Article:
Advertisement

Food and Bioprocess Technology

, Volume 12, Issue 5, pp 877–882 | Cite as

Microfluidization as Homogenization Technique in Pea Globulin-Based Emulsions

  • Bonastre OlieteEmail author
  • Francois Potin
  • Eliane Cases
  • Rémi Saurel
Original Paper
  • 102 Downloads

Abstract

The effect of microfluidization pressure (50, 70 and 130 MPa) during emulsification on the properties of native (NP) and soluble thermally aggregated (SA) pea (Pisum sativum L.) globulin-based emulsions at neutral pH was studied. Emulsions were characterized by interfacial protein-adsorption capacity, charge, emulsifying and flocculation properties, and creaming stability. NP- and SA-based emulsions were highly flocculated. Floc size decreased when increasing the microfluidization pressure during emulsification. Shear, turbulence, and collisions due to microfluidization induced modifications in the protein/aggregate association at the O/W interface and decreased the oil droplet size. SA-based emulsions showed higher floc size and smaller oil droplet size and revealed a more effective adsorption of SA at the O/W interface than NP. Creaming stability in NP-based emulsions decreased when increasing microfluidization pressure probably as a consequence of depletion-flocculation phenomena. On the contrary, creaming stability in SA-based emulsions improved when increasing homogenization pressure as a result of the formation of a gel-like network. Microfluidization could be used to modulate the emulsifying properties of pea globulin depending on their initial denaturation state.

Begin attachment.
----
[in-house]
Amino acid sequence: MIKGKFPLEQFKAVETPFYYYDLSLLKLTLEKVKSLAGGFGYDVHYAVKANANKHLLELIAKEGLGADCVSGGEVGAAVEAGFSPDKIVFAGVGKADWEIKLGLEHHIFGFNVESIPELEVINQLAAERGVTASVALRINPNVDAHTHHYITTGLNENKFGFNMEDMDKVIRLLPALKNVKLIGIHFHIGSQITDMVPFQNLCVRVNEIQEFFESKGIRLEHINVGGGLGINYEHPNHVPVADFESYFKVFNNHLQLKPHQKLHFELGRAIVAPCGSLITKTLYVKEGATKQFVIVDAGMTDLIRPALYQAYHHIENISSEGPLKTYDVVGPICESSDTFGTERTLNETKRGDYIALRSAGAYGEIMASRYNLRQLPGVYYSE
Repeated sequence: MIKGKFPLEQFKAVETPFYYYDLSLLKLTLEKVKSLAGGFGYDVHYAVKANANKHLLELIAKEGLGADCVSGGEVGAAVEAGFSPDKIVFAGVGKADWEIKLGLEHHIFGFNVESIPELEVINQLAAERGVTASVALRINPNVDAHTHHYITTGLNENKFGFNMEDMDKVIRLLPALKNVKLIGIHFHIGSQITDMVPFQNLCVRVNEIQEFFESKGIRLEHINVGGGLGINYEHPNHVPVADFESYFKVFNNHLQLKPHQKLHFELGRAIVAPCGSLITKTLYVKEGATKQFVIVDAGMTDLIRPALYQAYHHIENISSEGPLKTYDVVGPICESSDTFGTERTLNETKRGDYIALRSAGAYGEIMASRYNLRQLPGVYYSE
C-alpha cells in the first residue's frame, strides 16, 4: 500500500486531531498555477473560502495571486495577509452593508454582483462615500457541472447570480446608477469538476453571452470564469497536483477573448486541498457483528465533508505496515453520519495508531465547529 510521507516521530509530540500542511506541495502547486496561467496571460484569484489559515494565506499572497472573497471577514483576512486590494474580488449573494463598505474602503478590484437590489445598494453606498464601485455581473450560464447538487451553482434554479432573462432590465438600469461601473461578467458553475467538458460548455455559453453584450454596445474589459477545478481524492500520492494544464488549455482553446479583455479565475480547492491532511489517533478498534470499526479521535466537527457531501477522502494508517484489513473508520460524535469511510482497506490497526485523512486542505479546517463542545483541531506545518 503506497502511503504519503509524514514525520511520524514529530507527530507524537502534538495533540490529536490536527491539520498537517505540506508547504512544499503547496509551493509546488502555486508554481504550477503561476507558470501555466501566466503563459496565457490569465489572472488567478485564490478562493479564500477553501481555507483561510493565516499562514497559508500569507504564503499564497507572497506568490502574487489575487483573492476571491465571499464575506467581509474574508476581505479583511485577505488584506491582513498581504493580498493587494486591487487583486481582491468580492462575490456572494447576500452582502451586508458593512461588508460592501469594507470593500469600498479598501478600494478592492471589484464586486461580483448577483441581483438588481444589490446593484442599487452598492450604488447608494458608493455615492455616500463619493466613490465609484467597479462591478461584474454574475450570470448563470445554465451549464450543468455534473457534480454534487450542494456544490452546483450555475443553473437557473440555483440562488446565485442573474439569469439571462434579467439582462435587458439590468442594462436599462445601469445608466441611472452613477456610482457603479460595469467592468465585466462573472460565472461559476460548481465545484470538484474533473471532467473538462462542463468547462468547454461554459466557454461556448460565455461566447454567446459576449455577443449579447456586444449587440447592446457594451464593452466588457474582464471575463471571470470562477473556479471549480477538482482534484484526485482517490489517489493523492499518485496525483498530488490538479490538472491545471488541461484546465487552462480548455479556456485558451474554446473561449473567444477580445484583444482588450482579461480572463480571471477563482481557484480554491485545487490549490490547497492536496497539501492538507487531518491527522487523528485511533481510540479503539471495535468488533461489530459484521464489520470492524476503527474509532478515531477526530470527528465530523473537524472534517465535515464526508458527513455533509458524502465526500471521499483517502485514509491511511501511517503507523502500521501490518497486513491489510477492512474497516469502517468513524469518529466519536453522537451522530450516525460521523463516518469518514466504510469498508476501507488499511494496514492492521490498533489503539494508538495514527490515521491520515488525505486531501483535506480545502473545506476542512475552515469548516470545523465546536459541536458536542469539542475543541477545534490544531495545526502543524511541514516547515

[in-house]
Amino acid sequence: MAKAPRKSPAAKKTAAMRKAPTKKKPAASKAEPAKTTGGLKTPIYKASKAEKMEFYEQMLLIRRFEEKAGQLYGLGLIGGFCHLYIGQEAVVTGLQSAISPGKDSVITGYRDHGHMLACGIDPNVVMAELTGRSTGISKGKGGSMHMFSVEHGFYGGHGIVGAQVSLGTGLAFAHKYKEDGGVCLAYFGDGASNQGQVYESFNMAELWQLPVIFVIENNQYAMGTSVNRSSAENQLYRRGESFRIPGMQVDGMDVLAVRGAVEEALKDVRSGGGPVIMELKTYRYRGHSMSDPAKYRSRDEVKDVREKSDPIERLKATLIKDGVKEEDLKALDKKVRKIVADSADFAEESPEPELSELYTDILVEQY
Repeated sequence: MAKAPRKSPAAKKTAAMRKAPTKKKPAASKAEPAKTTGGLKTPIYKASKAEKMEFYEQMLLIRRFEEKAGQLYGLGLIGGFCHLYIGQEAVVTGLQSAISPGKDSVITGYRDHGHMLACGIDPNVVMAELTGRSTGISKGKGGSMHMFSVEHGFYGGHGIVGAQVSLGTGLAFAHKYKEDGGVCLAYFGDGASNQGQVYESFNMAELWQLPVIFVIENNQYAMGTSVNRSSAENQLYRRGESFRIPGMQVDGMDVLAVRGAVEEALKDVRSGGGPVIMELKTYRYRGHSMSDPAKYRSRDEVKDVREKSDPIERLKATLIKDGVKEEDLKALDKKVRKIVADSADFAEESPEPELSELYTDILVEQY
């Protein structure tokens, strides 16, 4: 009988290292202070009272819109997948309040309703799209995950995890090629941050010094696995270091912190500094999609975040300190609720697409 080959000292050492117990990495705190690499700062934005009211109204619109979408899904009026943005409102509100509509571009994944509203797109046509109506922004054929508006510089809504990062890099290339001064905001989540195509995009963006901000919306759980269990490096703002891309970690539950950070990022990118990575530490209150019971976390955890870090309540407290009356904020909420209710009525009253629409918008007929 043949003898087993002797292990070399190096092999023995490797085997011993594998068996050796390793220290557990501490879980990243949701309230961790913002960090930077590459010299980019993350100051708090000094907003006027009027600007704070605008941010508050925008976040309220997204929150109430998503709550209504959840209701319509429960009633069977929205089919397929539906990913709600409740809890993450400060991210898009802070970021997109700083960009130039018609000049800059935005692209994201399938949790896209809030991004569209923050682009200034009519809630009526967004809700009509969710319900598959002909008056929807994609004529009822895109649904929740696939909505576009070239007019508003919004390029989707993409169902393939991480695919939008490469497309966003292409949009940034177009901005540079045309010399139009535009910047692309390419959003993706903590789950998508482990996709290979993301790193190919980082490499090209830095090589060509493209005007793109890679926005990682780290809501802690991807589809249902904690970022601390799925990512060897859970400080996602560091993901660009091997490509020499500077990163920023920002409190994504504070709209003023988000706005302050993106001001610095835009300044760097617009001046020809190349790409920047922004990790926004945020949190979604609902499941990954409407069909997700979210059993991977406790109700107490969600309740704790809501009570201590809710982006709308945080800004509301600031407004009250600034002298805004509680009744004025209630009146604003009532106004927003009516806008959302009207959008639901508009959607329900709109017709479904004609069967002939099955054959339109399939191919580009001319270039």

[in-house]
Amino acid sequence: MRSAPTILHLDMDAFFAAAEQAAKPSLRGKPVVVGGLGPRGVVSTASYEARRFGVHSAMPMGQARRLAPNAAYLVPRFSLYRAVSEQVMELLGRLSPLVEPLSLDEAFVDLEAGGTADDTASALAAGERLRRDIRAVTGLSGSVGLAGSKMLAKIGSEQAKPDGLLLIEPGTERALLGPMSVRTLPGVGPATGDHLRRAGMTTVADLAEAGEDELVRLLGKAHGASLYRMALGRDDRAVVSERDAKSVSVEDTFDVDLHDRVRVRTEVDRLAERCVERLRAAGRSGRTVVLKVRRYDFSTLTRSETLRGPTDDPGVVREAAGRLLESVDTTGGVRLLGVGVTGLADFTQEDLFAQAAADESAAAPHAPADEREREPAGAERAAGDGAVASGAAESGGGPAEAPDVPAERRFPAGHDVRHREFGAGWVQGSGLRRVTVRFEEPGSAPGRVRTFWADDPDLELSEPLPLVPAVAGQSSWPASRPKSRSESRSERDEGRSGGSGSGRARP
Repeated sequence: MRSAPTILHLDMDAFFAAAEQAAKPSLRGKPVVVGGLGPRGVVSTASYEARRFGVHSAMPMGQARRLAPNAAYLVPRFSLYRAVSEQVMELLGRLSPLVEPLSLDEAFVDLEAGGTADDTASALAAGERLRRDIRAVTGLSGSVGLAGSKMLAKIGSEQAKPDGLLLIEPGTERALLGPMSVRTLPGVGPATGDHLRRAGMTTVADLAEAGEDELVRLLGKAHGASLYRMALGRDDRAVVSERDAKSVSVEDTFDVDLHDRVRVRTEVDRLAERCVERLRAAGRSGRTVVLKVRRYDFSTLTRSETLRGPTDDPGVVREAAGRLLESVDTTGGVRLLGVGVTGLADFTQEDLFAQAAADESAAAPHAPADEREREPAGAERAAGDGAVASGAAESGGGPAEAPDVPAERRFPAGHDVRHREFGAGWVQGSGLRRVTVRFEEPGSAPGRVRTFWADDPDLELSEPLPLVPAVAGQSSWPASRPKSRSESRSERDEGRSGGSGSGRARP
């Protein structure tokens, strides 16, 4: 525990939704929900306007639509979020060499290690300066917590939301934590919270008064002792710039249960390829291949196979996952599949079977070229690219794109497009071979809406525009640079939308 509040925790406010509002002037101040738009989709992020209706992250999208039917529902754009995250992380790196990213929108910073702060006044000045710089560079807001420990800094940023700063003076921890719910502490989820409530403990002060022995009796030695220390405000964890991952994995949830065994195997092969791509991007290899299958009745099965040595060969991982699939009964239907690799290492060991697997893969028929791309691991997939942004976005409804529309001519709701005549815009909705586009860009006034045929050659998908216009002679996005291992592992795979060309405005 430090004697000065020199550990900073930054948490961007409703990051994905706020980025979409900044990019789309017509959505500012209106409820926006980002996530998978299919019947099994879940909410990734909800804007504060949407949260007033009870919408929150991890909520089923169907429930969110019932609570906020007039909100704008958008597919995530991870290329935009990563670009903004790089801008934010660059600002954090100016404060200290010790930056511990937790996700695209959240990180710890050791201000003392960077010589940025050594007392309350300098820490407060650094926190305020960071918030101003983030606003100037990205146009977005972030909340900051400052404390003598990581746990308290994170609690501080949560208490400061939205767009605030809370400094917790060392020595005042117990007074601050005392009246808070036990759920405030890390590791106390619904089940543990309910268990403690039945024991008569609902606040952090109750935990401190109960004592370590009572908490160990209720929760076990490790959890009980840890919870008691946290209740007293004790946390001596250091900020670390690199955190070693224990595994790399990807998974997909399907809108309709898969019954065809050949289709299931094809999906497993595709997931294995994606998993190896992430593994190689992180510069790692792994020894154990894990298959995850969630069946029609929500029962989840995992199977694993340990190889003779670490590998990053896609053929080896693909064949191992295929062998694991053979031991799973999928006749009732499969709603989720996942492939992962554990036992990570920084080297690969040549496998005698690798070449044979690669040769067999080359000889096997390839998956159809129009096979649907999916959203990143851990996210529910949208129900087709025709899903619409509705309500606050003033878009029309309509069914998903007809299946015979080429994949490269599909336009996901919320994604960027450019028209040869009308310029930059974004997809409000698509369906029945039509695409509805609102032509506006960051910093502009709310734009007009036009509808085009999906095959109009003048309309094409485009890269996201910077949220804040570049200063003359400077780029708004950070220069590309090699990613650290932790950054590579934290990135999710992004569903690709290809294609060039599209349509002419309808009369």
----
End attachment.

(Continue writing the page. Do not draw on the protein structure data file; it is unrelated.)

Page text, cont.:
Keywords

Pea globulins Aggregates Microfluidization High dynamic pressure Emulsifying properties 

Notes

Funding

This work was supported financially by European Funds for Regional Development (FEDER-FSE Bourgogne 2014/2020), French Inter-Ministerial Unique Funds (FUI), and the Region of Burgundy (France) as part of project LEGUP Lot 3 2015 03 03.

References

  1. Dickinson, E. (2010). Flocculation of protein-stabilized oil-in-water emulsions. Colloids Surf B, 81(1), 130–140.CrossRefGoogle Scholar
  2. Euston, S. R. (2004). Computer simulation of proteins: adsorption, gelation and self-association. Current Opinion in Colloid and Interface Science, 9(5), 321–327.CrossRefGoogle Scholar
  3. Karaca, A. C., Low, N., & Nickerson, M. (2011). Emulsifying properties of chickpea, faba bean, lentil and pea proteins produced by isoelectric precipitation and salt extraction. Food Research International, 44(9), 2742–2750.CrossRefGoogle Scholar
  4. Kimura, A., Fukuda, T., Zhang, M., Motoyama, S., Maruyama, N., & Utsumi, S. (2008). Comparison of physicochemical properties of 7S and 11S globulins from pea, fava bean, cowpea, and french bean with those of soybean-French bean 7S globulin exhibits excellent properties. Journal of Agricultural and Food Chemistry, 56(21), 10273–10279.CrossRefGoogle Scholar
  5. Lan, Y., Ohm, J. B., Chen, B., & Rao, J. (2019). Solid dispersion-based spray-drying improves solubility and mitigates beany flavor of pea protein isolate. Food Chemistry, 278, 665–673.CrossRefGoogle Scholar
  6. Liang, H. N., & Tang, C. H. (2013a). pH-dependent emulsifying properties of pea [Pisum sativum (L.)] proteins. Food Hydrocolloids, 33(2), 309–319.CrossRefGoogle Scholar
  7. Liang, H. N., & Tang, C. H. (2013b). Emulsifying and interfacial properties of vicilins: Role of conformational flexibility at quaternary and/or tertiary levels. Journal of Agricultural and Food Chemistry, 61(46), 11140–11150.CrossRefGoogle Scholar